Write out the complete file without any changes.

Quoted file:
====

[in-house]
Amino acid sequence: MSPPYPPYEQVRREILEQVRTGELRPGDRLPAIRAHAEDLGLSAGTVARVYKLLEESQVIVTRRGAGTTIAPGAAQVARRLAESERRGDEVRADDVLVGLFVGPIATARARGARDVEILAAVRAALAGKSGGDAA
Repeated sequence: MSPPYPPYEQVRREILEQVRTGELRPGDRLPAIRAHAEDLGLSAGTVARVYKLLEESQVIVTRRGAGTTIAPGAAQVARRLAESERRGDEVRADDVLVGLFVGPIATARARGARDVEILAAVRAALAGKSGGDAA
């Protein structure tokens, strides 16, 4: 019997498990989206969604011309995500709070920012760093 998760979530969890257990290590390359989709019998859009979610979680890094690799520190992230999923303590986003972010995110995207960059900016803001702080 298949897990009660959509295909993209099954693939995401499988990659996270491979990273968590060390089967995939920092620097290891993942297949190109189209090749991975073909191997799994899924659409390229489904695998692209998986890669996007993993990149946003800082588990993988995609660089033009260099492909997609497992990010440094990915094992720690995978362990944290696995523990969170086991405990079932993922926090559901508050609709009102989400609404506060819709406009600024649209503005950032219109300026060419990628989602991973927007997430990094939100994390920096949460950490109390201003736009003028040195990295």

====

[in-house]
Amino acid sequence: MSPPYPPYEQVRREILEQVRTGELRPGDRLPAIRAHAEDLGLSAGTVARVYKLLEESQVIVTRRGAGTTIAPGAAQVARRLAESERRGDEVRADDVLVGLFVGPIATARARGARDVEILAAVRAALAGKSGGDAA
Repeated sequence: MSPPYPPYEQVRREILEQVRTGELRPGDRLPAIRAHAEDLGLSAGTVARVYKLLEESQVIVTRRGAGTTIAPGAAQVARRLAESERRGDEVRADDVLVGLFVGPIATARARGARDVEILAAVRAALAGKSGGDAA
């Protein structure tokens, strides 16, 4: 019997498990989206969604011309995500709070920012760093 998760979530969890257990290590390359989709019998859009979610979680890094690799520190992230999923303590986003972010995110995207960059900016803001702080 298949897990009660959509295909993209099954693939995401499988990659996270491979990273968590060390089967995939920092620097290891993942297949190109189209090749991975073909191997799994899924659409390229489904695998692209998986890669996007993993990149946003800082588990993988995609660089033009260099492909997609497992990010440094990915094992720690995978362990944290696995523990969170086991405990079932993922926090559901508050609709009102989400609404506060819709406009600024649209503005950032219109300026060419990628989602991973927007997430990094939100994390920096949460950490109390201003736009003028040195990295």